Amazon Mumbles ‘Sorry’ for Denying Its Workers Pee in Bottles, Says Uber and UPS Drivers Do It, Too

Amazon Mumbles ‘Sorry’ for Denying Its Workers Pee in Bottles, Says Uber and UPS Drivers Do It, Too
A courier unloads Amazon packages during a delivery on June 18, 2020 in Berlin, Germany. (Photo: Sean Gallup, Getty Images)

After lying about the fact that some of its workers are under so much pressure that they are forced to relieve themselves in bottles in order to meet their quotas, Amazon has quietly said it’s sorry in its own very weird way and acknowledged that drivers do in fact do this. It then promptly pointed the finger at other companies like UPS and Uber and said drivers at those companies do it, too.

In a news article posted late on the Friday before Easter, Amazon apologised to Democratic Wisconsin Rep. Mark Pocan, who it fought with in a bonkers Twitter blowup last week over the peeing in bottles issue. Pocan was commenting on another random, aggressive response from Amazon retail chief Dave Clark, who was fighting with Sen. Bernie Sanders for not being progressive enough.

“Paying workers $US15 ($20)/hr doesn’t make you a ‘progressive workplace’ when you union-bust & make workers urinate in water bottles,” Pocan tweeted at the time.

And then, despite the fact that there is ample evidence that the company’s workers are unfortunately placed in situations that make them pee in bottles, Amazon exploded and decided to lie. (In case you were wondering, a Recode report states that the company’s aggressive communications moves came after CEO Jeff Bezos expressed his dissatisfaction that Amazon officials weren’t pushing back hard enough against “inaccurate” or “misleading” criticisms).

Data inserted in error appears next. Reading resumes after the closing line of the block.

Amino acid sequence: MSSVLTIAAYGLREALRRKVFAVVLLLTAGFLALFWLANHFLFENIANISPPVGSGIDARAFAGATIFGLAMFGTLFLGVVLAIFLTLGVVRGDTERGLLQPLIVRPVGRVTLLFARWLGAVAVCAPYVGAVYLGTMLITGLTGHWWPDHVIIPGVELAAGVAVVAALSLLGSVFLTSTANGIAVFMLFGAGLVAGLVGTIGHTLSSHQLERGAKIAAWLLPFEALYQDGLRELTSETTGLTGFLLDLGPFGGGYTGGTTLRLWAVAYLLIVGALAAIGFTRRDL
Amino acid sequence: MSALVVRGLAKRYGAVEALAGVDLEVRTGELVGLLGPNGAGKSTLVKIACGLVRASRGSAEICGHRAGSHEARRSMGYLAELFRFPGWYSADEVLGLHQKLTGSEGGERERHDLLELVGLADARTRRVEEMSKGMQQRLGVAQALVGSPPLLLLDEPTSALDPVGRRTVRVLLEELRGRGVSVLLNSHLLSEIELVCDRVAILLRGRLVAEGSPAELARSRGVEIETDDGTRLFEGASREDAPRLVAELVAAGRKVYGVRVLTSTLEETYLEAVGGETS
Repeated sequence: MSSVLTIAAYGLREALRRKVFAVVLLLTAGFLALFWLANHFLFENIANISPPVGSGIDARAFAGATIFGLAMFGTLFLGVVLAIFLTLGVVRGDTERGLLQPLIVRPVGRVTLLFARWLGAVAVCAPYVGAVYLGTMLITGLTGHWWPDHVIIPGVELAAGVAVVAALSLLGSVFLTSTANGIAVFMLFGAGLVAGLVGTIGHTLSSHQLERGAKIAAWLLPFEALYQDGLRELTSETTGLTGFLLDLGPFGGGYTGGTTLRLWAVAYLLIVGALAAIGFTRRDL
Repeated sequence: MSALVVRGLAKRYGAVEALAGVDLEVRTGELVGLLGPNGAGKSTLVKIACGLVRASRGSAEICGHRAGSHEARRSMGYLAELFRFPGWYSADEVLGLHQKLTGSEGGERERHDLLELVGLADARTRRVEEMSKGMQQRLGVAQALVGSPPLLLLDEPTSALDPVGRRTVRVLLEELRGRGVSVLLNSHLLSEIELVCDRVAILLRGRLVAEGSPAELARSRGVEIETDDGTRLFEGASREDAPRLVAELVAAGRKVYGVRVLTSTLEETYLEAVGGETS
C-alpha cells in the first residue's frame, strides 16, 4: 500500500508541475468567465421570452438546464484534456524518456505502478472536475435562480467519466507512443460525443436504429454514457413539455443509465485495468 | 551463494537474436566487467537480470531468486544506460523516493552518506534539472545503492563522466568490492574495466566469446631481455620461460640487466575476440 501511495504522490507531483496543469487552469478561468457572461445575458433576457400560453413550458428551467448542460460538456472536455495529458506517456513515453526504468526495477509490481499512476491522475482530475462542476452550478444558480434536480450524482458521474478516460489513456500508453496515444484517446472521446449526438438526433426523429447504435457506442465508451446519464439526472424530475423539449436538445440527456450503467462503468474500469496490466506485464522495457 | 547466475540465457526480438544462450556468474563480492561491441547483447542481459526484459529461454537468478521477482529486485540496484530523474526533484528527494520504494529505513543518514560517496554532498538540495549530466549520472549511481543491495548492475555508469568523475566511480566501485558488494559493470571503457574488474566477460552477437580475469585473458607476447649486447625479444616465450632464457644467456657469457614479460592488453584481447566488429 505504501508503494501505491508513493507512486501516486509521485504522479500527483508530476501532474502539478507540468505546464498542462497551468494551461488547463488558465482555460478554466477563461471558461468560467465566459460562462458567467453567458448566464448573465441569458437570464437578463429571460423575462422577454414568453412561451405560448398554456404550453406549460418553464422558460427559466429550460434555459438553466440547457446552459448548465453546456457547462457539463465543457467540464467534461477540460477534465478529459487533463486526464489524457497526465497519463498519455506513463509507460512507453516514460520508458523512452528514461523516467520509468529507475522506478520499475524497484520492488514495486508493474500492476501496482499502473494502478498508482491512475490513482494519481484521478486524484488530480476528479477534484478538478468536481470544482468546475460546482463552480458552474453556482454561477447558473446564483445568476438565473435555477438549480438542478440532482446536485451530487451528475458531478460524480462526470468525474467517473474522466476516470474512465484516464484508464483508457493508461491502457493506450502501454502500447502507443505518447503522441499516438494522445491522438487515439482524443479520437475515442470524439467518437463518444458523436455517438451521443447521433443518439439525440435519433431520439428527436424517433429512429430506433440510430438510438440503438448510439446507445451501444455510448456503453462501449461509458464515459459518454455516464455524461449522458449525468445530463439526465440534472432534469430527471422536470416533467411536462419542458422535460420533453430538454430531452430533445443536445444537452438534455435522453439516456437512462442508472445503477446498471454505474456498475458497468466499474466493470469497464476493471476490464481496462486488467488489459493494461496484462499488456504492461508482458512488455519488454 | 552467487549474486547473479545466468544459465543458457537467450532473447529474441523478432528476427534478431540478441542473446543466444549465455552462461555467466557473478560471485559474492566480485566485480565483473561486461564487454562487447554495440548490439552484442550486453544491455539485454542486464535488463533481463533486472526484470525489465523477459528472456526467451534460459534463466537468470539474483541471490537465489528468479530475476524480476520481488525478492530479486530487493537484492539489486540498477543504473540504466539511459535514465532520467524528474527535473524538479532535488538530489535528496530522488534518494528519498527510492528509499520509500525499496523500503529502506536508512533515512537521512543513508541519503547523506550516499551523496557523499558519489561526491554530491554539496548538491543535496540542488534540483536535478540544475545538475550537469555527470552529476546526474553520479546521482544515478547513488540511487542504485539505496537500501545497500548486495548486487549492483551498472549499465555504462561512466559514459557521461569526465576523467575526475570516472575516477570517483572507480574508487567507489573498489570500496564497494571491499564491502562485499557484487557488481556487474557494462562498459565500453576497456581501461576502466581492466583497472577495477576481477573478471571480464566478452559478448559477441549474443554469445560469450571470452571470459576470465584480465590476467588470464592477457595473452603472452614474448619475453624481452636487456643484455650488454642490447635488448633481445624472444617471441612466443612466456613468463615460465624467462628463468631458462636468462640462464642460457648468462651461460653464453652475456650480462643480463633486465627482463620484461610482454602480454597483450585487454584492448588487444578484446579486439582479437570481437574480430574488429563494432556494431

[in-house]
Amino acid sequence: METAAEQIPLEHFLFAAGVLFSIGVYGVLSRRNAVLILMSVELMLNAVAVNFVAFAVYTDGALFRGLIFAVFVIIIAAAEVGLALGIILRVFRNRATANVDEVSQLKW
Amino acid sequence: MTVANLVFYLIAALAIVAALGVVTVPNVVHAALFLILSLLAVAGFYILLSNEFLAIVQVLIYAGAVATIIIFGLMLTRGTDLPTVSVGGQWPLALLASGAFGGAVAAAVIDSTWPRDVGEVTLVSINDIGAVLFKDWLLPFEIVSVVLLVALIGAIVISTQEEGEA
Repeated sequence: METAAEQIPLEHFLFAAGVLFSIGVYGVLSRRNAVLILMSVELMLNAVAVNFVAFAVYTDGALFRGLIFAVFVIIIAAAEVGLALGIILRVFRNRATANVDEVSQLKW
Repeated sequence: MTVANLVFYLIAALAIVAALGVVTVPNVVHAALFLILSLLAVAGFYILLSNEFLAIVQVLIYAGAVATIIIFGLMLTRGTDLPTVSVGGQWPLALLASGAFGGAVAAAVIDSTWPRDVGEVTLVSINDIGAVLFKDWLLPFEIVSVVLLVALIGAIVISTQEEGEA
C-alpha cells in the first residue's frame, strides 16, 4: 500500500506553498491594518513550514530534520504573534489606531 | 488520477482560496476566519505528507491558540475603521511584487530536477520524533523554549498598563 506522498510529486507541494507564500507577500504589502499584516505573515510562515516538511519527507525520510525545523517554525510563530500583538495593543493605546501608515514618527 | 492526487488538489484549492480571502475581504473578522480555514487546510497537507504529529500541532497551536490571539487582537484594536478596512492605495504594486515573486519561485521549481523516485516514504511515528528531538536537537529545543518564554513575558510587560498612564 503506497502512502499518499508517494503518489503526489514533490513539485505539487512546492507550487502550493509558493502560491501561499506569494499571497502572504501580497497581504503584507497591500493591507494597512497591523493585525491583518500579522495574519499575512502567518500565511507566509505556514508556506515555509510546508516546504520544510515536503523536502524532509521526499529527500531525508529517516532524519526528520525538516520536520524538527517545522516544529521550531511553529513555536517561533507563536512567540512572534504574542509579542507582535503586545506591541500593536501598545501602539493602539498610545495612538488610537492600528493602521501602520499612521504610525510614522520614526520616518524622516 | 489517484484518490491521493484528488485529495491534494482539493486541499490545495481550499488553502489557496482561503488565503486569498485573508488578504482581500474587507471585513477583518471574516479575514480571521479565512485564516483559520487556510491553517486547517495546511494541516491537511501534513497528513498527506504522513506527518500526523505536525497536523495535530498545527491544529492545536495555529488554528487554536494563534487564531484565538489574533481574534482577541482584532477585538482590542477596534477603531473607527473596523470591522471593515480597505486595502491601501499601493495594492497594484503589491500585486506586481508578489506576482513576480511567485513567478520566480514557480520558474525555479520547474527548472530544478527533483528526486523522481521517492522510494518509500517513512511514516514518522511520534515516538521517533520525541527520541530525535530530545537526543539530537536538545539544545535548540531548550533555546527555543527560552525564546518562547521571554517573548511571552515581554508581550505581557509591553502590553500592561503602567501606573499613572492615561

“You don’t really believe the peeing in bottles thing, do you? If that were true, nobody would work for us. The truth is that we have over a million incredible employees around the world who are proud of what they do, and have great wages and health care from day one,” the Amazon News account tweeted back at Pocan. “We hope you can enact policies that get other employers to offer what we already do.”

The e-commerce giant’s response baffled the internet and didn’t earn it a lot of fans. After sitting on that for a few days, Amazon apparently determined that it wasn’t the company’s finest moment.

In the news article, Amazon said that its tweet in response to Pocan had been “incorrect” and did not contemplate its large driver population, instead focusing only on employees at its fulfilment centres. The company also added that the tweet did not receive “proper scrutiny,” and didn’t hold up to its accuracy standards.

Both points are debatable. It should be said that employees at fulfilment centres don’t exactly have it easy to go to the bathroom, either. Employees at fulfilment centres have reported frequently holding their pee to avoid spending “time off task,” which some workers say can lead to disciplinary action and even termination, per Motherboard.